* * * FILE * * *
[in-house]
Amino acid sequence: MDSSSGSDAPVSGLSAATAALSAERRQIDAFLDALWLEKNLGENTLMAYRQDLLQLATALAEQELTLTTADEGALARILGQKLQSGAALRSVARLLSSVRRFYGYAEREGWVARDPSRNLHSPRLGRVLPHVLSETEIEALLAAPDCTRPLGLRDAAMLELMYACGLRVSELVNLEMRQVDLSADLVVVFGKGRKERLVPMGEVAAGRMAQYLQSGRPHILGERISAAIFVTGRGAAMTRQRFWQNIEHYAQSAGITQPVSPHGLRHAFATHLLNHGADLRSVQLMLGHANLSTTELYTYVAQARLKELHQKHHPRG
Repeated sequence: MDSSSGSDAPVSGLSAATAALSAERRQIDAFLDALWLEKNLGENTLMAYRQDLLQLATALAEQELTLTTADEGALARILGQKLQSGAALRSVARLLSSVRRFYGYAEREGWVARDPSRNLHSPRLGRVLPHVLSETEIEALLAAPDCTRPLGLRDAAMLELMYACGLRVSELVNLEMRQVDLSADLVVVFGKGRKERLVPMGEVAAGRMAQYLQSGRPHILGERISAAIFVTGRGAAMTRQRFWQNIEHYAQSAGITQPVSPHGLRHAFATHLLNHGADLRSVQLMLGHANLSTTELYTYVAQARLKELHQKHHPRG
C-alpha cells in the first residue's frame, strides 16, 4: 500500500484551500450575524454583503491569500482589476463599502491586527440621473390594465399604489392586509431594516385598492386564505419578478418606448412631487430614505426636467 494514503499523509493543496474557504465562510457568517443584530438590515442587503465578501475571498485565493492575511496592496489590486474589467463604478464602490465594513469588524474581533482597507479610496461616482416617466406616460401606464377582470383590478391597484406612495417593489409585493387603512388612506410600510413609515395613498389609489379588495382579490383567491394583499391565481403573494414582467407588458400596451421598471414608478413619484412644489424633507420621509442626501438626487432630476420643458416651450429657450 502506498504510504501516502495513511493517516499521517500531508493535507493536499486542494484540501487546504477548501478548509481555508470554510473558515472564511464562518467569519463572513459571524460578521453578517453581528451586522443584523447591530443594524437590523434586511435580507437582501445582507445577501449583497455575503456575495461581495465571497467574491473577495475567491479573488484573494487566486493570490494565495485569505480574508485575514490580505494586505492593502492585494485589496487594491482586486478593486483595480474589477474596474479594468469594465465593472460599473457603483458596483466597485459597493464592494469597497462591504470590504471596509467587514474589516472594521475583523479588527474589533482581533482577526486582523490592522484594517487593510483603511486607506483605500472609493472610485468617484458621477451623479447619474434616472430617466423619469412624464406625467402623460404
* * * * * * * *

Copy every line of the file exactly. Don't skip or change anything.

[in-house]
Amino acid sequence: MDSSSGSDAPVSGLSAATAALSAERRQIDAFLDALWLEKNLGENTLMAYRQDLLQLATALAEQELTLTTADEGALARILGQKLQSGAALRSVARLLSSVRRFYGYAEREGWVARDPSRNLHSPRLGRVLPHVLSETEIEALLAAPDCTRPLGLRDAAMLELMYACGLRVSELVNLEMRQVDLSADLVVVFGKGRKERLVPMGEVAAGRMAQYLQSGRPHILGERISAAIFVTGRGAAMTRQRFWQNIEHYAQSAGITQPVSPHGLRHAFATHLLNHGADLRSVQLMLGHANLSTTELYTYVAQARLKELHQKHHPRG
Repeated sequence: MDSSSGSDAPVSGLSAATAALSAERRQIDAFLDALWLEKNLGENTLMAYRQDLLQLATALAEQELTLTTADEGALARILGQKLQSGAALRSVARLLSSVRRFYGYAEREGWVARDPSRNLHSPRLGRVLPHVLSETEIEALLAAPDCTRPLGLRDAAMLELMYACGLRVSELVNLEMRQVDLSADLVVVFGKGRKERLVPMGEVAAGRMAQYLQSGRPHILGERISAAIFVTGRGAAMTRQRFWQNIEHYAQSAGITQPVSPHGLRHAFATHLLNHGADLRSVQLMLGHANLSTTELYTYVAQARLKELHQKHHPRG
C-alpha cells in the first residue's frame, strides 16, 4: 500500500484551500450575524454583503491569500482589476463599502491586527440621473390594465399604489392586509431594516385598492386564505419578478418606448412631487430614505426636467 494514503499523509493543496474557504465562510457568517443584530438590515442587503465578501475571498485565493492575511496592496489590486474589467463604478464602490465594513469588524474581533482597507479610496461616482416617466406616460401606464377582470383590478391597484406612495417593489409585493387603512388612506410600510413609515395613498389609489379588495382579490383567491394583499391565481403573494414582467407588458400596451421598471414608478413619484412644489424633507420621509442626501438626487432630476420643458416651450429657450 502506498504510504501516502495513511493517516499521517500531508493535507493536499486542494484540501487546504477548501478548509481555508470554510473558515472564511464562518467569519463572513459571524460578521453578517453581528451586522443584523447591530443594524437590523434586511435580507437582501445582507445577501449583497455575503456575495461581495465571497467574491473577495475567491479573488484573494487566486493570490494565495485569505480574508485575514490580505494586505492593502492585494485589496487594491482586486478593486483595480474589477474596474479594468469594465465593472460599473457603483458596483466597485459597493464592494469597497462591504470590504471596509467587514474589516472594521475583523479588527474589533482581533482577526486582523490592522484594517487593510483603511486607506483605500472609493472610485468617484458621477451623479447619474434616472430617466423619469412624464406625467402623460404